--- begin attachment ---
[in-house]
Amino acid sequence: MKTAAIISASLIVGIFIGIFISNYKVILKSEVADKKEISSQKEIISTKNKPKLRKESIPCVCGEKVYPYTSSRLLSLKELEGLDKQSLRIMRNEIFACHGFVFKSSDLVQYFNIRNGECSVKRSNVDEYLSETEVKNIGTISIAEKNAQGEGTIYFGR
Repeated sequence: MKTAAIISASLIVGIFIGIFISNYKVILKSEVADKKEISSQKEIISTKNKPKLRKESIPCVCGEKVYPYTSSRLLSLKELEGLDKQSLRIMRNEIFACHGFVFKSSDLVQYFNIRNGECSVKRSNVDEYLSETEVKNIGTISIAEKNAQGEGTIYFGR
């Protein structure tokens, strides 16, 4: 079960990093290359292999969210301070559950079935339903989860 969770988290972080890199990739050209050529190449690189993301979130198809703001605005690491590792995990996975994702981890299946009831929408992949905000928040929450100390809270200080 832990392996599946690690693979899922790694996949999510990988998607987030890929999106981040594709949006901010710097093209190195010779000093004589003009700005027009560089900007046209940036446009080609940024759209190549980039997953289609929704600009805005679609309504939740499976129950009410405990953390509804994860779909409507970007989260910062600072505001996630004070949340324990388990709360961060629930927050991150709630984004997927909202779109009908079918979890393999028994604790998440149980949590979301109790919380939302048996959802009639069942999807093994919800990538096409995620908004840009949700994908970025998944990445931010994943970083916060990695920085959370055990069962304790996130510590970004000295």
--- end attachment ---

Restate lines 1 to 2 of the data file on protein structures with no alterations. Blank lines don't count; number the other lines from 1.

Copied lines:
[in-house]
Amino acid sequence: MKTAAIISASLIVGIFIGIFISNYKVILKSEVADKKEISSQKEIISTKNKPKLRKESIPCVCGEKVYPYTSSRLLSLKELEGLDKQSLRIMRNEIFACHGFVFKSSDLVQYFNIRNGECSVKRSNVDEYLSETEVKNIGTISIAEKNAQGEGTIYFGR